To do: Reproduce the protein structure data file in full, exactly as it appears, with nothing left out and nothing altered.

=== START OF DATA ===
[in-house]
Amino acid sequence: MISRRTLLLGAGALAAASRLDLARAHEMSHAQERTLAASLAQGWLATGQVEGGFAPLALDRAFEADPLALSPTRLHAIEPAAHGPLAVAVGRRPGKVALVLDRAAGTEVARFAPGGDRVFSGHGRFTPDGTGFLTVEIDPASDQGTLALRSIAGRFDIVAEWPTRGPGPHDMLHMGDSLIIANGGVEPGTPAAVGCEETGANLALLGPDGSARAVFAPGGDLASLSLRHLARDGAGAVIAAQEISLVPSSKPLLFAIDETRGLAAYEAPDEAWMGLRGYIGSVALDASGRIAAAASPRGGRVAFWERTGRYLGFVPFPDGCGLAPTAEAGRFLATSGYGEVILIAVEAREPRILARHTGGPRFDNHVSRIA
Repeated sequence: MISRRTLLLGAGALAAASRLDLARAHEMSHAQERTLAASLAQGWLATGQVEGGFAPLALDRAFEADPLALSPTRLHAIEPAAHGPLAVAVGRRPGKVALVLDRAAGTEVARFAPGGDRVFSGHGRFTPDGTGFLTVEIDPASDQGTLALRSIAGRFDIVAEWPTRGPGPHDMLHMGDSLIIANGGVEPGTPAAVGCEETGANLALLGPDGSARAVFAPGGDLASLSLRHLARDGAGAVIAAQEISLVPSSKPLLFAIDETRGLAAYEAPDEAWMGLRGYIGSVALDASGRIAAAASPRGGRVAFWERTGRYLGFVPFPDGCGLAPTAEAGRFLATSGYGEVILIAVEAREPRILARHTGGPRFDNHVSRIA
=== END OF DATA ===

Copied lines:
[in-house]
Amino acid sequence: MISRRTLLLGAGALAAASRLDLARAHEMSHAQERTLAASLAQGWLATGQVEGGFAPLALDRAFEADPLALSPTRLHAIEPAAHGPLAVAVGRRPGKVALVLDRAAGTEVARFAPGGDRVFSGHGRFTPDGTGFLTVEIDPASDQGTLALRSIAGRFDIVAEWPTRGPGPHDMLHMGDSLIIANGGVEPGTPAAVGCEETGANLALLGPDGSARAVFAPGGDLASLSLRHLARDGAGAVIAAQEISLVPSSKPLLFAIDETRGLAAYEAPDEAWMGLRGYIGSVALDASGRIAAAASPRGGRVAFWERTGRYLGFVPFPDGCGLAPTAEAGRFLATSGYGEVILIAVEAREPRILARHTGGPRFDNHVSRIA
Repeated sequence: MISRRTLLLGAGALAAASRLDLARAHEMSHAQERTLAASLAQGWLATGQVEGGFAPLALDRAFEADPLALSPTRLHAIEPAAHGPLAVAVGRRPGKVALVLDRAAGTEVARFAPGGDRVFSGHGRFTPDGTGFLTVEIDPASDQGTLALRSIAGRFDIVAEWPTRGPGPHDMLHMGDSLIIANGGVEPGTPAAVGCEETGANLALLGPDGSARAVFAPGGDLASLSLRHLARDGAGAVIAAQEISLVPSSKPLLFAIDETRGLAAYEAPDEAWMGLRGYIGSVALDASGRIAAAASPRGGRVAFWERTGRYLGFVPFPDGCGLAPTAEAGRFLATSGYGEVILIAVEAREPRILARHTGGPRFDNHVSRIA